There are actually two chapters left in Telling Tales of Terror. I am not going to cover the very last one in this seminar because it is a collection of advice from a horror publishers. Jason Gehlert’s chapter on publishing a novel is a nice summation of what we’ve covered here plus a few nuggets of his own. It’s called Blood in the Water: An Essay onPublishing a Novel.

There are some basics every writer needs to know (and be reminded of from time to time). As Jason says, “The introduction of a strong plot, strengthened with deep characters that not only provide depth to the story, but strikes a certain chord with the readers remains a key ingredient.The reader needs an emotional attachment to the story…”

There are some items you might consider putting in your writer’s toolbox to help you avoid some problems as you create. The first two are an outline and a flow map (similar to a flow chart with interlinking boxes and lines to link the things which are connected). I also recommend using a timeline. Print them out and post them on the wall near your desk so when you need to refer to them, it’s just a glance. This also helps you see the novel in it’s wholeness, sometimes pointing out plot holes and flow problems to you. It’s the framework you build the novel around.

The next is editing. Yes, it’s a tool every writer needs and must use. No matter how good you think you are or how famous you become, your work can use the revision and editing tools. This is because there’s a different focus between the creative writing and the technical revision. Jason mentions using the trick of reading your work backwards to root out problems. You may have heard this one before but I agree with him that it works well. Another trick editors often use when editing is to change the font to a large point size like 18. Your eyes will pick up on mistakes when they’re larger instead of trying to focus on the whole sentence or paragraph at a time. Once you’ve finished, you can reduce the font size to normal.

Jason says this, “The editing process requires a lot of energy, dedication, and perseverance.” Very true. I had a woman in one of my earliest critique groups tell me that perseverance was the key to success. I’ve never forgotten that because it applies—not only to editing—but submitting your work, marketing and promotion, even putting up with other people’s negativity towards writing.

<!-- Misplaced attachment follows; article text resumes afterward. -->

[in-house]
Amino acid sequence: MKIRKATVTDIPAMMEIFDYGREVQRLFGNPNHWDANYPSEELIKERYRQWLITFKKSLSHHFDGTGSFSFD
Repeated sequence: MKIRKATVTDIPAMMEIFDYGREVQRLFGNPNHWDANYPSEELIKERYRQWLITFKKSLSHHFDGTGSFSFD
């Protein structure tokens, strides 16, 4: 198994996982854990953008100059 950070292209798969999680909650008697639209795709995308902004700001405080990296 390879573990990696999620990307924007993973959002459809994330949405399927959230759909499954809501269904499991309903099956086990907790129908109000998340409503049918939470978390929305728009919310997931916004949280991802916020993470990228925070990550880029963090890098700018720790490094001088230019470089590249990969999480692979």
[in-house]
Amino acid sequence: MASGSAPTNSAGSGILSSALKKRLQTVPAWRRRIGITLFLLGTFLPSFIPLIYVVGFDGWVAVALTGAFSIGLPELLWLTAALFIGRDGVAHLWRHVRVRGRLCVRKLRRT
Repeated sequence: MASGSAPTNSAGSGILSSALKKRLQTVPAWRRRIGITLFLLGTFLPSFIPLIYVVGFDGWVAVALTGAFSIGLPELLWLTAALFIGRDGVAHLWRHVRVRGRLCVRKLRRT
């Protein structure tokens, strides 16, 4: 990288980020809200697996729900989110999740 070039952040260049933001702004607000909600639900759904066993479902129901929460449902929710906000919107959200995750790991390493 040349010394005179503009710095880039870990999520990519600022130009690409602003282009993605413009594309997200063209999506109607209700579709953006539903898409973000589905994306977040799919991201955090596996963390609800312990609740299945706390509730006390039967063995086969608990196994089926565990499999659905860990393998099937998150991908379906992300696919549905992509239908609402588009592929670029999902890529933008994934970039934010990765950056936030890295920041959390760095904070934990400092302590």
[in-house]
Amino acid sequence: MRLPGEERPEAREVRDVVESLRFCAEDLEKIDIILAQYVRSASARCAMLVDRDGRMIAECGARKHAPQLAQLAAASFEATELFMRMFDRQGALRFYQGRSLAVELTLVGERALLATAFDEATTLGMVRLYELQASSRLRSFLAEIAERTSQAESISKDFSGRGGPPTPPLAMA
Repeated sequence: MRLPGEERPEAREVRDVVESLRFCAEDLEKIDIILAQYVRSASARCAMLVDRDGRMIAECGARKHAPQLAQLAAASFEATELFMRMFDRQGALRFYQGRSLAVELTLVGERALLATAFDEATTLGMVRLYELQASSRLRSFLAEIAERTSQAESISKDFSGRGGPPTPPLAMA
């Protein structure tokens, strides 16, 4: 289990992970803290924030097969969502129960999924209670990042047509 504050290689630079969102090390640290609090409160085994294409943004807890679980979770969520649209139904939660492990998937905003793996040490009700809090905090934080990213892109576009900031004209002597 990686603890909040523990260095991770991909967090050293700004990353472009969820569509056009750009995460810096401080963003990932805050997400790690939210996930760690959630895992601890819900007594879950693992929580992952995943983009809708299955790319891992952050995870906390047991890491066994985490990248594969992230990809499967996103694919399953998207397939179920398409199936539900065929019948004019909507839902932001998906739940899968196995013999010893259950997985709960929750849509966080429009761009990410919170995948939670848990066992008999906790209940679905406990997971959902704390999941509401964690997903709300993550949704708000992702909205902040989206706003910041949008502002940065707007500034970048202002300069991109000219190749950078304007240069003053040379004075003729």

Always schedule time for yourself to write. Even if it’s only fifteen minutes a day. Doing so keeps you connected to your creativity, no matter what else is going on in your life. You have small children? So do many published writers. Sit the kids down across the kitchen table from you and let them color or draw, read a book while you write. Teach them that this is quiet time. When they’re older, they can do homework while you write. You’re not neglecting them, instead you are teaching them skills to focus and good study habits. Maybe today you only get five minutes, then tomorrow it’ll be ten. Make use of what you get and you won’t regret it. Let your kids see you reading—often.

So to end this seminar, I want to leave you with two things. First, if you do buy a copy of TellingTales of Terror, email me at krichards at kim-richards.com. Send me a copy of your receipt and twenty pages of a manuscript. Be sure to put the words Telling Tales of Terror Critique in the subject line. I’ll give you a critique for free. Bear in mind, I’m a bit of a nit-picker when it comes to tightening up.

Last, let’s finish this with the ending of Jason Gehlert’sc hapter.
“A true writer remains true to their passion of the craft. A writer never lets rejection, or harsh criticisms provide self-doubt or failure. A true writer never lets a positive review or a publishing contract inflate their ego. A true writer keeps both feet planted firmly on the ground, their senses sharpened, and their blood pumping with new ideas. A true writer refuses to quit. A true writer will bleed their work into that dark ocean of the unknown, never once with a hesitant nod. A true writer writes. A true writer reads. A true writer remains the greatest character ever written.”

Thank you very much for attending the seminar. I’d love your feedback on the information presented. Good luck with your writing!